These are just common-sense things. This pretty much covers all the things that most people want to do. Note that you can't copy it and give it to somebody else, or allow somebody else to use it at the same time you do. That would be a copyright violation. Now, if you don't need a license to do what you want, and the copyright holder doesn't need a license to protect his rights, why are people fartin' around with licenses? Several reasons:
Some authors use “licensed, not sold” as a hedge because they don't understand their own rights. They don't realize that selling a program is not the same as selling the copyrights to a program. Partly this is due to the ease of copying digital material.
Others understand the difference, but they think you don't, and want to make it explicit.
A minority want to grant you additional rights that you wouldn't have without the license. A great example is Open Source software. Open Source licenses grant you the right to make and distribute copies. Nothing but the license allows that, since copyright law would automatically prevent it.
A growing number are terminally greedy and want to prevent you from exercising the Fair Use rights that you have.
This last one sounds like hyperbole, but it's not. These folks literally believe that you shouldn't have Fair Use rights; that they should be paid for each and every separate use. For instance, they would like to use DRM to limit the device that you can use to play a downloaded song. Does this sound like a complete contradiction of the Supreme Court's Betamax decision? Well, it is, and they don't care.
The Digital Millennium Copyright Act (DMCA) throws in some monkey wrenches. Among other things, it makes it illegal to circumvent copy protection (with exceptions), even if no violation of copyright occurs. In other words, it allows publishers to add measures to block your Fair Use rights, and makes it a criminal offense to exercise those rights, while at the same time asserting that the DMCA doesn't negate your rights under Title 17. Get it? You have the rights, but it's illegal to exercise them. (Can you imagine how ridiculous that is? Imagine if it were applied to your other rights... for instance, if you were told that you have Freedom of Religion, but you'll be jailed if you exercise it. Oh, wait. We already do that in our schools. I digress.)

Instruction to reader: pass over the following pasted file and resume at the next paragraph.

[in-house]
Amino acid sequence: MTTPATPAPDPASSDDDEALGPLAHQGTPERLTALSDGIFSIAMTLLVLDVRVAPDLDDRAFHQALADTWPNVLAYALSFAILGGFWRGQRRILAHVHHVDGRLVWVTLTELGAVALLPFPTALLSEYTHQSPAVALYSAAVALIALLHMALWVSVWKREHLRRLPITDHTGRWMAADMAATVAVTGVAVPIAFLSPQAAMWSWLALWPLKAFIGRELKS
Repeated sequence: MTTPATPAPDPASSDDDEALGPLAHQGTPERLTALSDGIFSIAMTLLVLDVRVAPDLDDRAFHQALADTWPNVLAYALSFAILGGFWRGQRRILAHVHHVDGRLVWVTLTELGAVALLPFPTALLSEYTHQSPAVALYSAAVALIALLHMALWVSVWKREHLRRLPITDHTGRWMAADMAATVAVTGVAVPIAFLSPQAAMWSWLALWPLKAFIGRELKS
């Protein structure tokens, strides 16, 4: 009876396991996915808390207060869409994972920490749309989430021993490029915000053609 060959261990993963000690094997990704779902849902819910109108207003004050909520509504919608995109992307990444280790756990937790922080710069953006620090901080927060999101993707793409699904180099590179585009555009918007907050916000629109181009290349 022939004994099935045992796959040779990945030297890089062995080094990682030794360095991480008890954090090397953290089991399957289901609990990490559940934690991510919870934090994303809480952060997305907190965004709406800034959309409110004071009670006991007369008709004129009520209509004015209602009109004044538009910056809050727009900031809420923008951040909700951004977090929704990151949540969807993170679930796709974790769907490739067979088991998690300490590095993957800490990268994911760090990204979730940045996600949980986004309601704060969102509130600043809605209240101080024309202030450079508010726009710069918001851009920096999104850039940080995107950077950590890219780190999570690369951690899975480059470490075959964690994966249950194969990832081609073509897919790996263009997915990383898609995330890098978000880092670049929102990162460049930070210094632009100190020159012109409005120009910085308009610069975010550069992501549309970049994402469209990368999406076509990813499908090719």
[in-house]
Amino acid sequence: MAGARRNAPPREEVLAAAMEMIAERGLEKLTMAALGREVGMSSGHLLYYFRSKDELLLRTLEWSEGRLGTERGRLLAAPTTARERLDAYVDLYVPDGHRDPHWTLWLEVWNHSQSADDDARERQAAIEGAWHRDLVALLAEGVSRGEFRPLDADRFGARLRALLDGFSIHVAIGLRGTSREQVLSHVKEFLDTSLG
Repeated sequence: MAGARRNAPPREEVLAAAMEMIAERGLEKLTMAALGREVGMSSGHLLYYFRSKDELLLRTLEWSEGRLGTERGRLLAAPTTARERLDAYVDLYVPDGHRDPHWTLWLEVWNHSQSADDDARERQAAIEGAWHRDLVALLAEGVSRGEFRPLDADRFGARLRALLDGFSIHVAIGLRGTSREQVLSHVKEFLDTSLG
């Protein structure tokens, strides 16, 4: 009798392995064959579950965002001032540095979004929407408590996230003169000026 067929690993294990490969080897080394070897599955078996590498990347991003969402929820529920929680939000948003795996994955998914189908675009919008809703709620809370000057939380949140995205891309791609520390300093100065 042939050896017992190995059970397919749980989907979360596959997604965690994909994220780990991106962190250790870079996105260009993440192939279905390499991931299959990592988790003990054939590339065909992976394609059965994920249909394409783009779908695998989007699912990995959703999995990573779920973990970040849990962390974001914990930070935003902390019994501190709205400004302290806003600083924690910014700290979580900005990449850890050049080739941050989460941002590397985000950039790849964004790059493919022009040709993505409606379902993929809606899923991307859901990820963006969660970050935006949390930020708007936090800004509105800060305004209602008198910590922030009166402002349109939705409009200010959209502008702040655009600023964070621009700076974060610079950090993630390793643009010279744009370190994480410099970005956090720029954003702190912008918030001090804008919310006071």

The DMCA has some good stuff in it. For instance, it keeps all of YouTube from being shut down if some idiot posts a bit of copyrighted material. It allows me to temporarily make a copy of your hard drive in the course of repairing your computer. But the gist of the DMCA for most people is that you have certain rights, but you're blocked from exercising them if you're using material covered by Digital Rights Management (DRM). The take-home lesson is that you never, never, never use DRM'd media. If nobody buys DRM media, then publishers will stop making it. Without the C.R.A.P. known as DRM, then all the protections and rights normally afforded to you still apply, so says the DMCA.
So now you know a dirty little secret. Proprietary publishers won't sell to you unless you agree to a license, but it's not to protect their rights. it's to limit yours. On the other hand, Open Source licenses such as the Common Public License used in VIC CRM grant you permissions above and beyond those afforded to you by Fair Use.
This is getting long, so I'll post my discussion of the second misconception tomorrow.